Don’t Feed the Tigers!: Facing Your Feelings

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Don’t Feed the Tigers!: Facing Your Feelings

There is an unfortunate reality in life, sometimes you don’t feel good. This is not “news” to anyone reading this . . . you may even be having a bad day right now! In these moments, do you have the impulse to use a substance to change how you feel? Or engage in some other distracting behavior in order to change how you feel? Do you think you can’t handle a bad day?

What if there is a benefit to allowing yourself to experience those bad feelings without working to make them go away?

That last sentence may sound like heresy…“Why would I just experience something bad if I can make it go away?” While on the surface this approach can seem reasonable, but for many people turning to distractions or things that numb/alter negative experiences are at the crux of the problem Sometimes, you can’t “make” the bad feelings or the difficult situation change or go away. Sometimes you just need to manage the difficult task of tolerating the difficult moment or feeling. Unfortunately, when you consistently move to distract or numb, you don’t build up strategies or skills to help get through those moments in a way that can increase the odds of a positive outcome.

There’s a perfect metaphor for understanding what happens when you don’t try to tolerate bad feelings or situations. Imagine a baby tiger in your kitchen. Although the tiger is just a baby, he is scary enough, and you think he might bite you. So you go to the fridge to get some meat for him so he won’t eat you. And, sure enough, throwing him some meat shuts him up while he’s eating the meat, and he leaves you alone for a while (and you get to be less anxious or worried). But he also grows just a little bigger. So, the next time he’s hungry, he’s just a little bigger and more scary, and you go to the fridge to throw him some more meat. Again, you feed him to keep him at bay. The problem is that the more you feed him, the bigger he gets, and the more frightened you feel. Now eventually that little tiger is a big tiger, and he scares you more than ever. So you keep going back to the fridge to get more meat, feeding and feeding him, and hoping that one day he will leave you alone. Yet the tiger doesn’t leave – he just gets louder and more scary and hungry. (adapted from Eifert, G.H. & Forsyth J.P. (2005). Acceptance & Commitment Therapy for Anxiety Disorders)

In this metaphor, the tiger represents a bad feeling you might be having (e.g., sadness, loneliness, worry, anger). The feeling might be uncomfortable and maybe even a scary. You may be wondering, “why am I feeling this way, how can I make it go away (i.e., hey tiger, how did you get in my kitchen?!?!) or “I really don’t want you here.” When you use substances or engage in a behavior (like eating) to make the feeling go away, it’s the same as throwing the tiger some meat. The feeling goes away for a bit. When you throw the tiger a steak, he goes to his corner to eat and maybe for a moment looks a little less fierce and scary. The problem? Just as in the metaphor, if you keep avoiding the “tiger in the room” by feeding him, he will just get bigger, scarier, and harder to deal with. This is likely true for any emotion you are trying to avoid or numb…it’s probably only going to get bigger and scarier.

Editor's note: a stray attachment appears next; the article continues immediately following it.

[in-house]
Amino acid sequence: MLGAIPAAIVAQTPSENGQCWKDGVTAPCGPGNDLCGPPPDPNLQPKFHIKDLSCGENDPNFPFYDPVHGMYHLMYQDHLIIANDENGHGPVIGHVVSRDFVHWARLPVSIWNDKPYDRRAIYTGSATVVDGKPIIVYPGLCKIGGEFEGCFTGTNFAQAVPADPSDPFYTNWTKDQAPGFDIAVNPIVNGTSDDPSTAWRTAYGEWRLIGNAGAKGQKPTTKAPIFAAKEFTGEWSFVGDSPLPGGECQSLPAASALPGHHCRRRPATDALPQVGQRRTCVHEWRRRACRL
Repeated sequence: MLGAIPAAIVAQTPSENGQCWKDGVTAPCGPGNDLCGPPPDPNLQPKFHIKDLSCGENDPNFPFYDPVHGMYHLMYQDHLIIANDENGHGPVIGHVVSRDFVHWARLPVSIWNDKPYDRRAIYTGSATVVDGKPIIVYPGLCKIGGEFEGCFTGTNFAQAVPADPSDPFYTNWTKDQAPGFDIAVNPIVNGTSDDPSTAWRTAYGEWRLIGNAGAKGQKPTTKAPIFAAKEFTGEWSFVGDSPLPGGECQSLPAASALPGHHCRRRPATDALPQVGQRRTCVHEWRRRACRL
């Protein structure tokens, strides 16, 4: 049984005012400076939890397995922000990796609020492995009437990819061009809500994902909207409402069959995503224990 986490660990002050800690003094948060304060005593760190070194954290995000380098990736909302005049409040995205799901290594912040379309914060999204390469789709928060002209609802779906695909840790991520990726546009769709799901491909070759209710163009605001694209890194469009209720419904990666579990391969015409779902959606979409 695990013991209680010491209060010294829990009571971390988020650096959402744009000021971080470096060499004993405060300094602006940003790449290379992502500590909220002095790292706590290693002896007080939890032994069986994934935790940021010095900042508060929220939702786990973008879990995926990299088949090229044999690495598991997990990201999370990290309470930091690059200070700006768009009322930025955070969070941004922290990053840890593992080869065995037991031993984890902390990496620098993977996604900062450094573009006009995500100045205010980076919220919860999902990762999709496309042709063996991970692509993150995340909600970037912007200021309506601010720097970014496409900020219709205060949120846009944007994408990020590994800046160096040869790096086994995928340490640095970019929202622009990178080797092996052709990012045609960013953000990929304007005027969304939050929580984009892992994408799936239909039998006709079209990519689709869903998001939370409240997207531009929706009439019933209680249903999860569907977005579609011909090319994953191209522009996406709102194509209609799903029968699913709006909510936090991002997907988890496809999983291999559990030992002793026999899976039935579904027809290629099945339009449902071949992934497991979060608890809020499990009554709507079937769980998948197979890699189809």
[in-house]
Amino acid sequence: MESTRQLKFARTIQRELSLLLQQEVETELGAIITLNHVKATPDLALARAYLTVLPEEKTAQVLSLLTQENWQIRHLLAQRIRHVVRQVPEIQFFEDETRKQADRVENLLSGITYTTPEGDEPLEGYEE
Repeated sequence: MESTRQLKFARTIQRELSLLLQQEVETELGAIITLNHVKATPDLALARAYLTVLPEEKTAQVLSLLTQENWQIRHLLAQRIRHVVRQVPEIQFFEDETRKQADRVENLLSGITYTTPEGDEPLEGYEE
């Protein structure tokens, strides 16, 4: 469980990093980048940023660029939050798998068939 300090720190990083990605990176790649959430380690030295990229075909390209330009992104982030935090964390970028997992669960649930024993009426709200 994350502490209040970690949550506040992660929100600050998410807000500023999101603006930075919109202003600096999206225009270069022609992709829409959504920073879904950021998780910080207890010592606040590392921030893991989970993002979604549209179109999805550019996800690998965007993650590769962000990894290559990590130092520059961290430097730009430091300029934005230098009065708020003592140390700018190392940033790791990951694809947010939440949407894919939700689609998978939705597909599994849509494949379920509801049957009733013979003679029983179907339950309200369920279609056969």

In order to move forward and build a life that you really want to live, it’s important to work on tolerating negative feelings and situations. These can include difficult situations at work or with family members and the anxiety about telling someone that you don’t want to do something (or that you would like them to do something different). By tolerating your negative feelings and using skills to handle cravings and urges to use substances, you can prevent yourself from returning to avoidance or numbing behaviors (using is simply throwing that craving tiger a big old steak!). For help on skills you can use to help you start to tolerate, read “Skills to deal with Anxiety, Distress and Cravings and I’m Freaking Out . . . Now What?”, which outlines several specific skills you can start to use.

One important caveat . . . if there is something that you can do to change the situation, it’s important that you use your skills to do that. Using skills is different from just leaving or avoiding your feelings and emotions (which is akin to throwing the tiger a steak). While you might simply have to tolerate how you are feeling, refusing to feed the tiger (which keeps him smaller and less scarey) and using skills to change the situation (moving the tiger out of your kitchen, for example) can help you stay true to your goals.

Learning to tolerate your negative emotions and difficult situations helps you build up the muscles necessary to address anything that pops up in your life in the most skillful and positive manner you can. This will help you to live a more valued life and help you move towards (or keep moving towards) your goals.